THE BLOG

Concerning Socialism

03/30/2015 01:35 pm ET | Updated May 30, 2015

The concept of a socialist state can, as it is commonly understood, find its beginnings in the work by Karl Marx and Friedrich Engels titled The Communist Manifesto that was written and published in 1848. It is the instrument by which the argument for the dismantlement of the free market and establishment of a socialist state, and inevitably communist state, is drawn from. After making a broad distinction between the Bourgeois and Proletarians the manifesto demands a progressive income tax; abolition of inheritances; free public education and that alike as to begin the move towards a stateless and classless society.

If one were to show support for Rawl's claims that if individuals were to design a new society, or amend the current society, from a neutral point of view they would design the fairest society to ensure the security of all. His thought experiment, known as the veil of ignorance, allows us to provide an answer to questions such as '"is this current society fair?" It is assured that those asked would conclude that the current society is not fair. In this instance it might be said a socialist society is a fairer one at first glance than the current capitalist society we are in. Allow me to deliberate as to why this prima facie assumption is incorrect.

Marx's Economic and Philosophic Manuscripts of 1844 articulated the argument man is born free and through capitalism has become a slave to the Bourgeois. As a result of becoming slaves the Proletarians are not in full control of the system and have become a means to an end. It would appear that the dismantlement of the free market would move us towards an equal and classless society but in fact a socialist society would remove the individuals ability to spend their money as they freely wish. Instead, through redistribution of wealth, the Government will provide everyone with what it feels they need in accordance with the notion of equality it has established. But what an individual needs is ultimately subjective and without criteria, for the exception of fundamental basics.

Socialism demonizes natural talent and progress. I ask you this, if in a classroom of thirty individuals one is musically inclined and exceptional at playing instruments it is efficient to buy all the individuals in the class a musical instrument even though no talent is present? The answer to this question is simply that it is not efficient. It is self-evident that equal opportunity is a necessary quality of a fair society, but to achieve this an inefficient redistribution of wealth is required. Such it is the case that I critique, as those who commonly do so, the redistribution of wealth on both a legal ground and a moral one. Frederic Bastiat highlights that if the Government takes from one individual, depriving one of his property to benefit another is legally condemnable, and if it is done to the masses it is inconsistent and intolerable. It should here be seen as a great evil and is the instrument by which the tyranny of the majority can rule.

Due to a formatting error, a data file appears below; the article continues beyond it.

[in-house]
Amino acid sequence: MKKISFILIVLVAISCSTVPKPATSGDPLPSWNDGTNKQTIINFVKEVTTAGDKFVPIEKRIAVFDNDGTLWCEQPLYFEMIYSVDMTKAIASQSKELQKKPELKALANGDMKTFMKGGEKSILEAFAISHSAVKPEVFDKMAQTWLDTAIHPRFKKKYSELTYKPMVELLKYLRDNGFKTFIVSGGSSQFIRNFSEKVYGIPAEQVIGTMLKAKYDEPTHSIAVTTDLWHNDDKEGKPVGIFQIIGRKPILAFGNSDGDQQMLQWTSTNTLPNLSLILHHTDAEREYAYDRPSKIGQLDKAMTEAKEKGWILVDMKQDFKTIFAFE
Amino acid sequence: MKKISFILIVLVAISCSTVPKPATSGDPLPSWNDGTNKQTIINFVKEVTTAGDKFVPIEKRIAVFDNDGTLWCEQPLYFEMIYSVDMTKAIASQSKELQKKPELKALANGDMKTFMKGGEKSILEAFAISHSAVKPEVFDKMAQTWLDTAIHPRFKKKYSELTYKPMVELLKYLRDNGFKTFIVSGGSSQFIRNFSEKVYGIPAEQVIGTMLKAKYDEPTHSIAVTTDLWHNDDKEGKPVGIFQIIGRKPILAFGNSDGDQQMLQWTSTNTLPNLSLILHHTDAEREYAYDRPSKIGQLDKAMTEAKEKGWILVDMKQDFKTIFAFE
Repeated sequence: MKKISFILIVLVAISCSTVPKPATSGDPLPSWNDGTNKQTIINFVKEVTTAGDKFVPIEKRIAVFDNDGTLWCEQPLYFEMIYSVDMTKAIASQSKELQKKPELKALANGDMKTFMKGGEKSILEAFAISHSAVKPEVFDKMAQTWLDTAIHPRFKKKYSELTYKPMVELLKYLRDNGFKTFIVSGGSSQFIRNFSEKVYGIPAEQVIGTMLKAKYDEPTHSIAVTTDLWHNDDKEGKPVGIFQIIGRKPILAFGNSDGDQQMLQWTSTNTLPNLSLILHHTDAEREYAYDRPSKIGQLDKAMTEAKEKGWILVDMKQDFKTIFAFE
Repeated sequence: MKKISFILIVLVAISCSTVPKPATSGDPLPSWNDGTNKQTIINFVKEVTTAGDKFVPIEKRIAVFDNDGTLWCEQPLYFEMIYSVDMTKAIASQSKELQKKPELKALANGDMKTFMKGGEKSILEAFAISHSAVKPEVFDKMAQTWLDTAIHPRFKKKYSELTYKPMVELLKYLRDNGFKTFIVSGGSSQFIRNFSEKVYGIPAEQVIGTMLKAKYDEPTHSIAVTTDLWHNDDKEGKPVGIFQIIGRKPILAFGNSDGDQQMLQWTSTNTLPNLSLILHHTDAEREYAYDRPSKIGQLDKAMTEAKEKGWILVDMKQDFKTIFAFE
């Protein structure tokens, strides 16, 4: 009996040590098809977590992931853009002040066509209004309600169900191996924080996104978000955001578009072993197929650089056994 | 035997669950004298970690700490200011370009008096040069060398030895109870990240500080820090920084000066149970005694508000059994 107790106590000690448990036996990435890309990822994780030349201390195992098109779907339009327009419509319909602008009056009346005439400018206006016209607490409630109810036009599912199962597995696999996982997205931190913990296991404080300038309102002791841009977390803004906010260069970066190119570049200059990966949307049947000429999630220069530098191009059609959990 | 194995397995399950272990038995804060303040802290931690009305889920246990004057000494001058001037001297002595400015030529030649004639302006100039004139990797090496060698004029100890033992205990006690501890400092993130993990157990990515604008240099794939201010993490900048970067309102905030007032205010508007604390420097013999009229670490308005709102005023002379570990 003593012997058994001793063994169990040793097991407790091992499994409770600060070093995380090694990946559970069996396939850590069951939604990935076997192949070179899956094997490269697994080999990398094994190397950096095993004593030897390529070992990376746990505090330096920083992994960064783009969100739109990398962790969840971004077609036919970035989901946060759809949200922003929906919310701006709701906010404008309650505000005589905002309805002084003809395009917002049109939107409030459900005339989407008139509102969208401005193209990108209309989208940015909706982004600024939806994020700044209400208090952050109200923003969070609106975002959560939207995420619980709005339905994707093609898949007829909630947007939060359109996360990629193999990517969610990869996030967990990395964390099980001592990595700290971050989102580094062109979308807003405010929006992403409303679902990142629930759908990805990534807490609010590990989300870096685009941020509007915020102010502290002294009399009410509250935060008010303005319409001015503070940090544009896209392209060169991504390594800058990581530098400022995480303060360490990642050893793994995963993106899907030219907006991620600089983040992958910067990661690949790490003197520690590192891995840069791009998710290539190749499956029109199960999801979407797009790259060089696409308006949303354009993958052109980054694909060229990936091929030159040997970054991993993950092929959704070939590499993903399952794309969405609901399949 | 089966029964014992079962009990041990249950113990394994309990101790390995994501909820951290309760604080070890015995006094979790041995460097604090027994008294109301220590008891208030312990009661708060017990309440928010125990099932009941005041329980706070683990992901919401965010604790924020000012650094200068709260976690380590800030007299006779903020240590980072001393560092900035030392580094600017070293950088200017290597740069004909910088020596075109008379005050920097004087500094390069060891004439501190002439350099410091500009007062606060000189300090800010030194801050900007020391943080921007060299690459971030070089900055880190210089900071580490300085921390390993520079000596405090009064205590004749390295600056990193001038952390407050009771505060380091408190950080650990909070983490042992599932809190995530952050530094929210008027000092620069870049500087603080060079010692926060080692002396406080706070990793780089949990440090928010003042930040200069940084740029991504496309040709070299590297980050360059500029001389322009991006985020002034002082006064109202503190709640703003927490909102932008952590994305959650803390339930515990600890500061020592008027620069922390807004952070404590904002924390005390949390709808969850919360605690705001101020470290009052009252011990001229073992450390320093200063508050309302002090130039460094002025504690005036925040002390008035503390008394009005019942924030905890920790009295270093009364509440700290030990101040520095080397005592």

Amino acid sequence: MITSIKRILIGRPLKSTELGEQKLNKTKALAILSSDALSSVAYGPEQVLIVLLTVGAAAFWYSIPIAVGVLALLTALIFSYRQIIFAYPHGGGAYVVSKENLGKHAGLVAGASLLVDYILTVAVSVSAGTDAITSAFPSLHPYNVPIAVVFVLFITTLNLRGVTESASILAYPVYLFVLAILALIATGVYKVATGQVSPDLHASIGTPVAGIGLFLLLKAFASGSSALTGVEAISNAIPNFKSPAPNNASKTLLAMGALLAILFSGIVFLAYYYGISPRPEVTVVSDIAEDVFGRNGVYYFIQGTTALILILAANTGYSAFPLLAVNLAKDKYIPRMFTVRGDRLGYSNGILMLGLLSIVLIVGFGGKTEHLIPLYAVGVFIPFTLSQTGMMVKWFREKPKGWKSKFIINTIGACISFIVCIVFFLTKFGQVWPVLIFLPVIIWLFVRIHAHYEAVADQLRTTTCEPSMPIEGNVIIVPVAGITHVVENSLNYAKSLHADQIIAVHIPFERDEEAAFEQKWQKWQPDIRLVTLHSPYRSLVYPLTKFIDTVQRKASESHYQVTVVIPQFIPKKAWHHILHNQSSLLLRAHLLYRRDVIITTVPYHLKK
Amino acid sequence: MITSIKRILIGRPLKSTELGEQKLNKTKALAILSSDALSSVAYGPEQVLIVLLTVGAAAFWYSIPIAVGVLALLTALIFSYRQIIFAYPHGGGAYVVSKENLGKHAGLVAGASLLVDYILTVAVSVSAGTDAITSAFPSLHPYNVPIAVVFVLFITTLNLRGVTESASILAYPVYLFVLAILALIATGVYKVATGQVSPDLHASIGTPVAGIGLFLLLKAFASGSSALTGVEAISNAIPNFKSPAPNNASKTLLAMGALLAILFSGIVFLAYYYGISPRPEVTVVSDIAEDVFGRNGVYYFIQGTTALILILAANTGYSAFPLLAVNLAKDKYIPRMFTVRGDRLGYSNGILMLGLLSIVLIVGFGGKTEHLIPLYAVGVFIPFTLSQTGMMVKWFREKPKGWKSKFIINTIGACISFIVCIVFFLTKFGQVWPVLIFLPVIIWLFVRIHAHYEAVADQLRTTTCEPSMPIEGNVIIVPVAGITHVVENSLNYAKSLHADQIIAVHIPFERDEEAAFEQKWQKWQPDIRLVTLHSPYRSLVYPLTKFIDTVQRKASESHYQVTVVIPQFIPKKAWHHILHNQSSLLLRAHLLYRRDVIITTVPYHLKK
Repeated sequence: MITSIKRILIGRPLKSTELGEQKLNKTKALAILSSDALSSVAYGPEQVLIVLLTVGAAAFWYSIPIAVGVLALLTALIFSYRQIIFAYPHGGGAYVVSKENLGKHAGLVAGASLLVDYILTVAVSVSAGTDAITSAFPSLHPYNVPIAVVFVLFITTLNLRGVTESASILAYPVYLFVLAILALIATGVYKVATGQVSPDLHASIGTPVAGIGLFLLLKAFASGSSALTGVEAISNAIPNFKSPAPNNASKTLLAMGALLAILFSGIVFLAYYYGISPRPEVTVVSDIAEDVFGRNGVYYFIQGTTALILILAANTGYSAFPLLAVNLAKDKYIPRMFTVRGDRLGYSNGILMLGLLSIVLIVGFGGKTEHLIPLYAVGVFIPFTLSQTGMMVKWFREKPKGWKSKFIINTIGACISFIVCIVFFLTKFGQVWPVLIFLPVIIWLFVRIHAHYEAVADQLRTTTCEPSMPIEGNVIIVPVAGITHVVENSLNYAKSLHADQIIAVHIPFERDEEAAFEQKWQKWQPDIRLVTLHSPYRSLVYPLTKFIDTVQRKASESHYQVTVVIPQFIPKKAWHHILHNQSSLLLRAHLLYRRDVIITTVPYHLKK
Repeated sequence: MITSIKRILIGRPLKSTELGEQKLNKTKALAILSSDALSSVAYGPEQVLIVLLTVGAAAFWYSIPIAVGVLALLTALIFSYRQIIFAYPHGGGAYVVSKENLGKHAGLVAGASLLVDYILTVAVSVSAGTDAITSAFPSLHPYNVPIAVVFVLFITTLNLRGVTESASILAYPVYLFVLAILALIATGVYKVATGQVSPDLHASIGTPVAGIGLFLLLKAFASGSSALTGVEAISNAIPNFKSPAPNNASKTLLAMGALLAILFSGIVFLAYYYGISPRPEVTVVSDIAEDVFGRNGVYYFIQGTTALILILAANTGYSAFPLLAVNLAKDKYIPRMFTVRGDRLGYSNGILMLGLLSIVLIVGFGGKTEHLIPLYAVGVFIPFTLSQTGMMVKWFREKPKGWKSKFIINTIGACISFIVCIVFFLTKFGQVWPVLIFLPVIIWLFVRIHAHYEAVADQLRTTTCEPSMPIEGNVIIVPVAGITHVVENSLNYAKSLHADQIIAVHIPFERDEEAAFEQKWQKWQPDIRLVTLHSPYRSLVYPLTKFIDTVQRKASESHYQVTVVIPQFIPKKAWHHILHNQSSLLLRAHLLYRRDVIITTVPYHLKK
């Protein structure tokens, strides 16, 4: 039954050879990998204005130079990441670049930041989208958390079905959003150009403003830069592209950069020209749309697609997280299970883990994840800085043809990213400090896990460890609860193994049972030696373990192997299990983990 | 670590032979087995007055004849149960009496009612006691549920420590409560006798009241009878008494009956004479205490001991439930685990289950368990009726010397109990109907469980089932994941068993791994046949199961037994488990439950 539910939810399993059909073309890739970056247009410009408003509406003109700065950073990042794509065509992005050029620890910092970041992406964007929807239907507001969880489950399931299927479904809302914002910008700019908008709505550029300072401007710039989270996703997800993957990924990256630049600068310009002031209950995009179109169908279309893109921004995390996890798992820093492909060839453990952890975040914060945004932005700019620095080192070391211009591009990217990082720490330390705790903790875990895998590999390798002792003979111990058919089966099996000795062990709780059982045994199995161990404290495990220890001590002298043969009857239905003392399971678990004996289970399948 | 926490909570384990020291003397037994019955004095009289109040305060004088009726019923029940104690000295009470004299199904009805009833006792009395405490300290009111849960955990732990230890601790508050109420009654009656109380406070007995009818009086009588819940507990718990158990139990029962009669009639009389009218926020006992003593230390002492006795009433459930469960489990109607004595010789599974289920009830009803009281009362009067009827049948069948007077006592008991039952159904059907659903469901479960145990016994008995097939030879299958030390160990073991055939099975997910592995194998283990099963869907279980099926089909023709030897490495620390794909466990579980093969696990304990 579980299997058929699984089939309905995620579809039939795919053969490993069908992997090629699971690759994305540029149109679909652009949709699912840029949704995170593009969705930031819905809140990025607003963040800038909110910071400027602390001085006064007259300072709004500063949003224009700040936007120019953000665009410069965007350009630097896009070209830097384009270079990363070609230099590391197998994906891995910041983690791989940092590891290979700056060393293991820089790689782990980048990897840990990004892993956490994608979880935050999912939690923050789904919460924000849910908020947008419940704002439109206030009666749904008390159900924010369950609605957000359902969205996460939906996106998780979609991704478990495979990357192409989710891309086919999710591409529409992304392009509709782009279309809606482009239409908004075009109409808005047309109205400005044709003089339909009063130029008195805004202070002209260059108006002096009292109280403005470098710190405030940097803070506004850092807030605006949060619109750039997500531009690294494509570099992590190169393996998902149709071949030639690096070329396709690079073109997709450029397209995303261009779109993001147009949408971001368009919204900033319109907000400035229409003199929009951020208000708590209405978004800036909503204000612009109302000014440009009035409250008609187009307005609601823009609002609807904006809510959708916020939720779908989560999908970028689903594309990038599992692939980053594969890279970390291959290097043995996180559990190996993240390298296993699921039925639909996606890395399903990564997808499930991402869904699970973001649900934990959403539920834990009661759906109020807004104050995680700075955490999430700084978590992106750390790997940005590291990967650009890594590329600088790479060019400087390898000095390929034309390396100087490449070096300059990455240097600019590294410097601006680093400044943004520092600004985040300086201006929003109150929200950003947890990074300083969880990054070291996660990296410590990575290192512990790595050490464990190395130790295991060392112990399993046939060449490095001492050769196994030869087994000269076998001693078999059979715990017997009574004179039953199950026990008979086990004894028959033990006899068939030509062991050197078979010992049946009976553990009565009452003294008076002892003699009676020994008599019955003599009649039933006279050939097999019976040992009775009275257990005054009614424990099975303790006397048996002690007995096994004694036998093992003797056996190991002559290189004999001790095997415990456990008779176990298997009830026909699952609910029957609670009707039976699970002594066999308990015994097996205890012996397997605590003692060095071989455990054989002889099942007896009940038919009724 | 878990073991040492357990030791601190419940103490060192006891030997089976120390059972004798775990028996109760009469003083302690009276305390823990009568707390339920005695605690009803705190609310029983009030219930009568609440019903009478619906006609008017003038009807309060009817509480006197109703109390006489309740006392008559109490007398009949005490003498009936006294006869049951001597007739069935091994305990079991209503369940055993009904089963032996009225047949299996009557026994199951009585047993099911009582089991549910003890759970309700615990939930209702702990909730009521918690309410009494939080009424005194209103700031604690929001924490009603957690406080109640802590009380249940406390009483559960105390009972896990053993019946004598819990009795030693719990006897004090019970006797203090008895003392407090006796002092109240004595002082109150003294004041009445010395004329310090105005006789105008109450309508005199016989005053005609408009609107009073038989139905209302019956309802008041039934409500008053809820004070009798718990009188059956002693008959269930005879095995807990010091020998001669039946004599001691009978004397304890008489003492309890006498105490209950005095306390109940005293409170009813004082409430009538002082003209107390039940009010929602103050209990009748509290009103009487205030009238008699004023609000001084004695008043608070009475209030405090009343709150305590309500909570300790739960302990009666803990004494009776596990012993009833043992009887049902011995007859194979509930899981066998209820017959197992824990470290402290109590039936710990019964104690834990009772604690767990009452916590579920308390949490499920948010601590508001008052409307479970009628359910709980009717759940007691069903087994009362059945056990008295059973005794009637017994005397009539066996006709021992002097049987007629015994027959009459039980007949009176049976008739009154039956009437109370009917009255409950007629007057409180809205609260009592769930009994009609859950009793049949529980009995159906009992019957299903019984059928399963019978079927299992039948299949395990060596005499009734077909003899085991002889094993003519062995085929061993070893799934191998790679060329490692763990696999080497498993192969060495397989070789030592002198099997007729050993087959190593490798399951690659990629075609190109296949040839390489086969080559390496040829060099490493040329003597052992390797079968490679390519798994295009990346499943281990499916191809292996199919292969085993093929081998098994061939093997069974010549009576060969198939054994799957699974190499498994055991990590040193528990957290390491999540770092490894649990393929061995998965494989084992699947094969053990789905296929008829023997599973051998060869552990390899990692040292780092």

The inefficiency of a socialist state can easily be illustrated as follows. Ludwig von Mises highlights that a central government, which owns all means of production and distribution, disallows for entrepreneurship, competition, profits, losses, market prices or any element that would constitute free market capitalism. The inherent result of this is that a socialist state is less economically viable and experiences slow growth, in comparison, a capitalist state produces more jobs, more wealth and helps everyone. The most recent example of which is the considerable progress that has been made in the last five years by Cameron's administration, especially when compared to the thirteen years Labour was in power between 1997 and 2010.

Milton Friedman once stated that "nobody spends somebody else's money as carefully as he spends his own. Nobody uses somebody else's resources as carefully as he uses his own". A market allows for a considerably better ability to allocate resources as a result of the risk and reward relationship. A socialist state, absent of a market, removes all risk. Such it is the case that one should conclude, as did Winston Churchill, that "democracy is the worst form of government, except for all the others".